Home News Vision Merced, Francisca González family to be honored at Heritage Dinner

Merced, Francisca González family to be honored at Heritage Dinner

A recent photo of the González family during a family reunion. Many from the family ran in the Alien Chase 5K held on July 7. (Photo courtesy of Danielle González)

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From their humble roots as Mexican immigrants working in the fields around Roswell, in 65 years the González family has grown to around 60 or 70 folks working in professions ranging from to geology, to law, to graphic design to audiology.

Merced González, who moved to Roswell from Mexico in 1946. (Photo courtesy of Danielle González)

And if you attended public schools in Roswell, there’s a pretty good chance you’ve had a González as a teacher, because so many of them have gone into that profession.

“Almost half of us have been teachers over two generations,” Melinda González said.

This year, the Merced and Francisca González family will be honored at the 37th annual Heritage Dinner sponsored by the Historical Society for Southeast New Mexico board of directors.

The event will be held Aug. 7 at the Eastern New Mexico State Fairgrounds. The cocktail hour with live music provided by Hot Club on the Pecos begins at 6 p.m. The silent auction also starts at 6 p.m. and the dinner starts at 7 p.m.

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Peppers Grill & Bar will cater the dinner.

An undated photo of some of the González kiddos. (Courtesy of Danielle González)

The Roswell Daily Record recently interviewed four members of the family, Melinda, Danielle, Isidro and David, who all indicated they were a bit surprised they were picked as this year’s honoree family.

But according to Amy McVay-Davis, it was actually a no-brainer because not only has the González clan established such a huge legacy in Roswell and beyond, but several members are big supporters of the Historical Society.

“We are looking forward to this wonderful event and so excited to have the González family not only be the honorees, but showcased throughout the evening,” she said. “They will be featuring their many talents and treasures and helping from ushering, to the MC, to singing the national anthem, doing the invocation and presentation, designing all the artwork from the printers to amazing pictures of them over the years since being in Roswell.”

Board President John LeMay agreed.

An undated family portrait. (Courtesy of the Historical Society for Southeast New Mexico)

“We try to make the Heritage Dinner different each year,” he said. “For instance, a few years ago we focused on artists by honoring Kim Wiggins and Dorothy Peterson. Last year we honored a historic business in the form of SPS. This year we wanted to honor a single family rather than a business or profession. The Gonzálezes are a huge family that have likewise made a huge impact on the community. They are also great supporters of the museum. David narrated our historical video, and Isidro and Melinda González do a wonderful job of helping with our school tours, to name just a few of the ways they help out.”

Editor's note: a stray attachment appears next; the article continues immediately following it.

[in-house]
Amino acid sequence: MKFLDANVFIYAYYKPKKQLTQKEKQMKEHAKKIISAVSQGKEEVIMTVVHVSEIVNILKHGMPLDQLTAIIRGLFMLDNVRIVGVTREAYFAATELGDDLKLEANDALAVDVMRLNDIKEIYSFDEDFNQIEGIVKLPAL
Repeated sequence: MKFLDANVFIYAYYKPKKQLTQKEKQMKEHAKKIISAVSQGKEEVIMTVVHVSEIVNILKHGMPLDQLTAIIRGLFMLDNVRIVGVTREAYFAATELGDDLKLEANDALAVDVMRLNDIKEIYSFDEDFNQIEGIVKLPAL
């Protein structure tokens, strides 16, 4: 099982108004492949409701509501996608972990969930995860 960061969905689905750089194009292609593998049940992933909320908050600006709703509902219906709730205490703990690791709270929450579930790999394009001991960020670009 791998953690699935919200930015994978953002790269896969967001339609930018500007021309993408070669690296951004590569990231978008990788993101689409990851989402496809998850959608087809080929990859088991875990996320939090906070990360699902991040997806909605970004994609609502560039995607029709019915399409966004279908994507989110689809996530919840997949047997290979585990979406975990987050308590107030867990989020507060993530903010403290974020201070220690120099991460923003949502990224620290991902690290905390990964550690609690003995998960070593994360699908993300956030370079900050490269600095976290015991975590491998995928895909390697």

But it’s not just the adults in the family who are involved with the Historical Society. Prudence, who’s only 7 years old, gives public tours of the museum.

Danielle, who is a graphic designer, produced a hardcover book about the family’s history called “Never Forget Where You Came From.”

The interviews were conducted by Isidro, a retired teacher, who translated all of the recordings from Spanish to English.

Born in Mexico, Isidro said the first family members came to New Mexico in 1953 and ‘54 through the Bracero Program (from the Spanish term bracero, meaning “manual laborer” or “one who works using his arms”), which was a series of laws and diplomatic agreements beginning in 1942 between the U.S. and Mexican governments to bring farm workers to the U.S.

“Their were five kids with their mother, one of the sisters stayed behind,” he said.

The interview with Merced was taken in 2001 in Roswell.

“When I started my life, it was a difficult life, as my mother would say,” Merced said. “She (my mother) was abandoned. Her life was very difficult and we had to lament that suffering.”

Francisca said this in 2001: “(about the Mexican Revolution) … my grandmother would tell us that when he came (Pancho Villa), everyone would start saying, ‘Here comes Pancho Villa.’ All would hide them in rooms and lock them up, so that the Villistas wouldn’t find out that there were girls there in the house.”

“It is important to know your background and where you have come from to fully appreciate the life you have now,” the 20-something Danielle wrote in the beginning of the book.

Though she is an accomplished artist and designer, Danielle said her minor in college was history.

“We have a lot of roots here,” said David, who was the first González to be born in America. “We were raised to love where we are and call Roswell home.”

Vistas editor Timothy P. Howsare can be reached at 575-622-7710, ext. 311, or vistas@rdrnews.com.

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